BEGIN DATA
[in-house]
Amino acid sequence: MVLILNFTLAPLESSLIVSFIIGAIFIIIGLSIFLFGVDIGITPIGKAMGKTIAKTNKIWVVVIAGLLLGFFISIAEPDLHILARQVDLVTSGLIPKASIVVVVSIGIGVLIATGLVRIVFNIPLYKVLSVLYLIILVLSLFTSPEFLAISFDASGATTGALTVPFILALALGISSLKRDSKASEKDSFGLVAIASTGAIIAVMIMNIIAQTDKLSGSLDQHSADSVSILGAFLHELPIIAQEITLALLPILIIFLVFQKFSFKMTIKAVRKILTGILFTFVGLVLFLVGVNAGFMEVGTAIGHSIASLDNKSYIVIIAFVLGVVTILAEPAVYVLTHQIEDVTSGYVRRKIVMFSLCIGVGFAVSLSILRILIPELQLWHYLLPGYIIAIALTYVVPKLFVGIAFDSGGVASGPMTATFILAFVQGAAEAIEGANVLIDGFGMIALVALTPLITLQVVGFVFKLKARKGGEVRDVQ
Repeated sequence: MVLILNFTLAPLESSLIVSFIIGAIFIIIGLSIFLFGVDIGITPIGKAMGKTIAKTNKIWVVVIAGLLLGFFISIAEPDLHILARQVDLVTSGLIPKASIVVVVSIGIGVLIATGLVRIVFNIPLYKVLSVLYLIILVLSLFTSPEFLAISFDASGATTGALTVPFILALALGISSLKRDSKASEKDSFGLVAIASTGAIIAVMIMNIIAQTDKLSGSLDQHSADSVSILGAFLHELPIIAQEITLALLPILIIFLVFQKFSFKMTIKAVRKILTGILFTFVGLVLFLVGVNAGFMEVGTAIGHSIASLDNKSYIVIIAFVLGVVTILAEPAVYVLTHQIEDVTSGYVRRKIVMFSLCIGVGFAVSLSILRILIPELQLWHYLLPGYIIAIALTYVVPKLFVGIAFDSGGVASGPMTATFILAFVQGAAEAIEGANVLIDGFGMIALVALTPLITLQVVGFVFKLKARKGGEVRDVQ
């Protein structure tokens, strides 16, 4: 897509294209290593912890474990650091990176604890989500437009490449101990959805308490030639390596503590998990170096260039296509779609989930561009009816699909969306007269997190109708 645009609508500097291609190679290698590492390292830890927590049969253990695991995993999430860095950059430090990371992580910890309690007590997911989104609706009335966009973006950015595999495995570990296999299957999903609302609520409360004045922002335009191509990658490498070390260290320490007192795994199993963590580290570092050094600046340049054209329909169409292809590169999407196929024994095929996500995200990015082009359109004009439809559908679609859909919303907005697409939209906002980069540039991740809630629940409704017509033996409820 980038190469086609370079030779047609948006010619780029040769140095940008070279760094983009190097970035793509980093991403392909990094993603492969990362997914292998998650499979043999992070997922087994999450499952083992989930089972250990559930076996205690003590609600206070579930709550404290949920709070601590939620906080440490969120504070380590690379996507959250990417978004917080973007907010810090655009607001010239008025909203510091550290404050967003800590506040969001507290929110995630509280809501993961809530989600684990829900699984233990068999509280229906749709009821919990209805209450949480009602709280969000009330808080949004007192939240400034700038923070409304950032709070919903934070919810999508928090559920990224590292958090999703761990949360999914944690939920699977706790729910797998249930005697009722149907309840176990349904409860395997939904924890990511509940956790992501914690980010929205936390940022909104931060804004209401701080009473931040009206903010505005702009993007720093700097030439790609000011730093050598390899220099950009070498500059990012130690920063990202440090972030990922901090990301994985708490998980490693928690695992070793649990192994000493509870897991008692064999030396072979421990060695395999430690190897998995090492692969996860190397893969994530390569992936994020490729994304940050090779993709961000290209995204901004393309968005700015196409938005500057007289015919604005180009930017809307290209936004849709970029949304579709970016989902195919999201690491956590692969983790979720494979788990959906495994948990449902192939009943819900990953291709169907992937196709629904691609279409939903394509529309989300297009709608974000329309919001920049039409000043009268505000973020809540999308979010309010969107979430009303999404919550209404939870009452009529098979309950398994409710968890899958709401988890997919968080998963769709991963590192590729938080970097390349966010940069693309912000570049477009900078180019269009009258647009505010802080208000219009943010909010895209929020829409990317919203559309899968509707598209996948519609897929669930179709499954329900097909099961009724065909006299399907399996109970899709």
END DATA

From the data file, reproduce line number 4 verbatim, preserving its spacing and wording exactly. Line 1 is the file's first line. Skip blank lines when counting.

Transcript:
């Protein structure tokens, strides 16, 4: 897509294209290593912890474990650091990176604890989500437009490449101990959805308490030639390596503590998990170096260039296509779609989930561009009816699909969306007269997190109708 645009609508500097291609190679290698590492390292830890927590049969253990695991995993999430860095950059430090990371992580910890309690007590997911989104609706009335966009973006950015595999495995570990296999299957999903609302609520409360004045922002335009191509990658490498070390260290320490007192795994199993963590580290570092050094600046340049054209329909169409292809590169999407196929024994095929996500995200990015082009359109004009439809559908679609859909919303907005697409939209906002980069540039991740809630629940409704017509033996409820 980038190469086609370079030779047609948006010619780029040769140095940008070279760094983009190097970035793509980093991403392909990094993603492969990362997914292998998650499979043999992070997922087994999450499952083992989930089972250990559930076996205690003590609600206070579930709550404290949920709070601590939620906080440490969120504070380590690379996507959250990417978004917080973007907010810090655009607001010239008025909203510091550290404050967003800590506040969001507290929110995630509280809501993961809530989600684990829900699984233990068999509280229906749709009821919990209805209450949480009602709280969000009330808080949004007192939240400034700038923070409304950032709070919903934070919810999508928090559920990224590292958090999703761990949360999914944690939920699977706790729910797998249930005697009722149907309840176990349904409860395997939904924890990511509940956790992501914690980010929205936390940022909104931060804004209401701080009473931040009206903010505005702009993007720093700097030439790609000011730093050598390899220099950009070498500059990012130690920063990202440090972030990922901090990301994985708490998980490693928690695992070793649990192994000493509870897991008692064999030396072979421990060695395999430690190897998995090492692969996860190397893969994530390569992936994020490729994304940050090779993709961000290209995204901004393309968005700015196409938005500057007289015919604005180009930017809307290209936004849709970029949304579709970016989902195919999201690491956590692969983790979720494979788990959906495994948990449902192939009943819900990953291709169907992937196709629904691609279409939903394509529309989300297009709608974000329309919001920049039409000043009268505000973020809540999308979010309010969107979430009303999404919550209404939870009452009529098979309950398994409710968890899958709401988890997919968080998963769709991963590192590729938080970097390349966010940069693309912000570049477009900078180019269009009258647009505010802080208000219009943010909010895209929020829409990317919203559309899968509707598209996948519609897929669930179709499954329900097909099961009724065909006299399907399996109970899709």